The 2018 Giro also started with his sneaky breakaway win on the Etna and a real discussion throughout the first week whether he should be the teams (co)leader. He was eliminated on stage 10 because he dropped on the first climb and the other teams didn't want to let him come back...which seems weird now. You wouldn't put that sort of crazy effort into eliminating Chaves today, but it seemed sensible at the time. Hell, they didn't do the same to Froome when he struggled at the back of the peloton throughout the first two weeks. Chaves was literally seen as more dangerous than f*cking Froome.

He also won a Giro stage in 2019 so his peak performance still seems to be good, it just appears completely randomly. Tbf last season was genuinely bad, but then again that was a real outlier year where things might have gone wrong due to the overall weirdness of the covid calendar. Still hoping he will win a few more races in the future. He definitely still has big potential as a stage hunter in gt's.
He had mono which was the same illness that finished off Intxausti.
 
One curious example that fits this thread but a name some of you might be not familiar with is Alan Banaszek. A man who just a few years ago had been considered the biggest Polish talent in men's road cycling and was past his prime by the age of 21 already.

In 2017, at the age of 19, he was mixing up with the likes of Hodeg, Jakobsen and Halvorsen at Tour de l'Avenir, finished in the top10 in Nokere-Koerse and on a Tour de Pologne stage and was 5th on a Tour of Britain stage, where the 4 riders ahead of him were: Gaviria, Viviani, Kristoff and Groenewegen.
In 2018 he failed to make a lot of progress but was still able to finish 2nd on Tour of Norway stage as well as on the opening Tour de l'Avenir stage.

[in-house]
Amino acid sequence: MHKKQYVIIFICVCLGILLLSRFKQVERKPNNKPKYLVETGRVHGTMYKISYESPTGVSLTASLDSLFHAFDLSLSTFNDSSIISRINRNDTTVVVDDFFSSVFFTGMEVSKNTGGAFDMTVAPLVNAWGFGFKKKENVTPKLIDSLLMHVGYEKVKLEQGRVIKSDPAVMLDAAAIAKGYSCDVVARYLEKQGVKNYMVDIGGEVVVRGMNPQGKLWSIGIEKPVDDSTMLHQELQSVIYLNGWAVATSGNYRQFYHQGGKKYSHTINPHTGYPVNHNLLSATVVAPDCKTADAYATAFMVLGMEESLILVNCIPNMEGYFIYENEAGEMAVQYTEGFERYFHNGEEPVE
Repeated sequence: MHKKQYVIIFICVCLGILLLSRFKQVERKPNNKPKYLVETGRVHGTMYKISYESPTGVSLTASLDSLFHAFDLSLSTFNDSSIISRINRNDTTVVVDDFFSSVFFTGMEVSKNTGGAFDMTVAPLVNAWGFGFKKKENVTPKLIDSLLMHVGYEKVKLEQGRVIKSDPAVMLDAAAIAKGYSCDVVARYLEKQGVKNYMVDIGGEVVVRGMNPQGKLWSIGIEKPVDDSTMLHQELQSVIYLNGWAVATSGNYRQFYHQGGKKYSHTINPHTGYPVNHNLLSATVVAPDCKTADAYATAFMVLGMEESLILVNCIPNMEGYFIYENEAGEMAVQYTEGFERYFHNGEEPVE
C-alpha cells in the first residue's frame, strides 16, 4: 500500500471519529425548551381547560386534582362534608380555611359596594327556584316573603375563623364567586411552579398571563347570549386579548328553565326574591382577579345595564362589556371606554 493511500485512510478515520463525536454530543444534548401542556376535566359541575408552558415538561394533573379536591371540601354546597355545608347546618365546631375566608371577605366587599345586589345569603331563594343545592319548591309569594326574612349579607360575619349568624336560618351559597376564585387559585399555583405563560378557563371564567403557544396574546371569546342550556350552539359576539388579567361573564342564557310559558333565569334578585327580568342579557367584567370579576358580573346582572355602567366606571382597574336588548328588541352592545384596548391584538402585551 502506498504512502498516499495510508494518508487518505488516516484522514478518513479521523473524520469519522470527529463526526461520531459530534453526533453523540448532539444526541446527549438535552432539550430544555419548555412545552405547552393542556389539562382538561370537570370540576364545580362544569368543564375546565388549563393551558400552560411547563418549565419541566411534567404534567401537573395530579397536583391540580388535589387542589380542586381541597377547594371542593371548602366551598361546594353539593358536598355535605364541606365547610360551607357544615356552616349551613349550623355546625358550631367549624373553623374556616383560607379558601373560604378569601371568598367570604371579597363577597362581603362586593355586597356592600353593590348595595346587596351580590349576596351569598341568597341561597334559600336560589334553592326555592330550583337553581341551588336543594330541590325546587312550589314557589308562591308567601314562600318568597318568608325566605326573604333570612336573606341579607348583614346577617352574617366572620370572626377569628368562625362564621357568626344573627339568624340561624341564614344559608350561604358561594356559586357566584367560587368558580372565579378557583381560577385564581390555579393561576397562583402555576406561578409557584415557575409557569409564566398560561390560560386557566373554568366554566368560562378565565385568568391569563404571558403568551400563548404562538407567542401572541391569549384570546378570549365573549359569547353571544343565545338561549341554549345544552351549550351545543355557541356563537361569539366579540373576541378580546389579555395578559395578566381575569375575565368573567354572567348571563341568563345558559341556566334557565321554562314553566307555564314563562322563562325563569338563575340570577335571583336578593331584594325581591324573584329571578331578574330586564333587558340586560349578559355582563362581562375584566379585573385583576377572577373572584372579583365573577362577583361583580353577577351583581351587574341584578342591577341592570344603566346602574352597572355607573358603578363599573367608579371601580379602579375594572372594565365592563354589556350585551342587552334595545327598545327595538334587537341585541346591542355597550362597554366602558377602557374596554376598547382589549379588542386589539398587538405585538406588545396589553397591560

In 2019 he went to Caja Rural and that year was absolutely horrible for him, no form whatsoever and not a single top10 finish entire year.
For 2020 he came back to a Polish continental team and had some results in small races but that's nowhere near what one could have hoped for after his level from 2017.

I've never heard any explanation about why his 2019 was so disastrous and why his career has never managed to progress past the level he showed at the age of 19.

I've mentioned Halvorsen and he himself fits in this thread too, as well as Vincenzo Albanese. Both seemend to be tremendous talents at the time but have never reached the level one could have hoped for. Sondre Holst-Enger as well.
 
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One curious example that fits this thread but a name some of you might be not familiar with is Alan Banaszek. A man who just a few years ago had been considered the biggest Polish talent in men's road cycling and was past his prime by the age of 21 already.

In 2017, at the age of 19, he was mixing up with the likes of Hodeg, Jakobsen and Halvorsen at Tour de l'Avenir, finished in the top10 in Nokere-Koerse and on a Tour de Pologne stage and was 5th on a Tour of Britain stage, where the 4 riders ahead of him were: Gaviria, Viviani, Kristoff and Groenewegen.
In 2018 he failed to make a lot of progress but was still able to finish 2nd on Tour of Norway stage as well as on the opening Tour de l'Avenir stage.
In 2019 he went to Caja Rural and that year was absolutely horrible for him, no form whatsoever and not a single top10 finish entire year.
For 2020 he came back to a Polish continental team and had some results in small races but that's nowhere near what one could have hoped for after his level from 2017.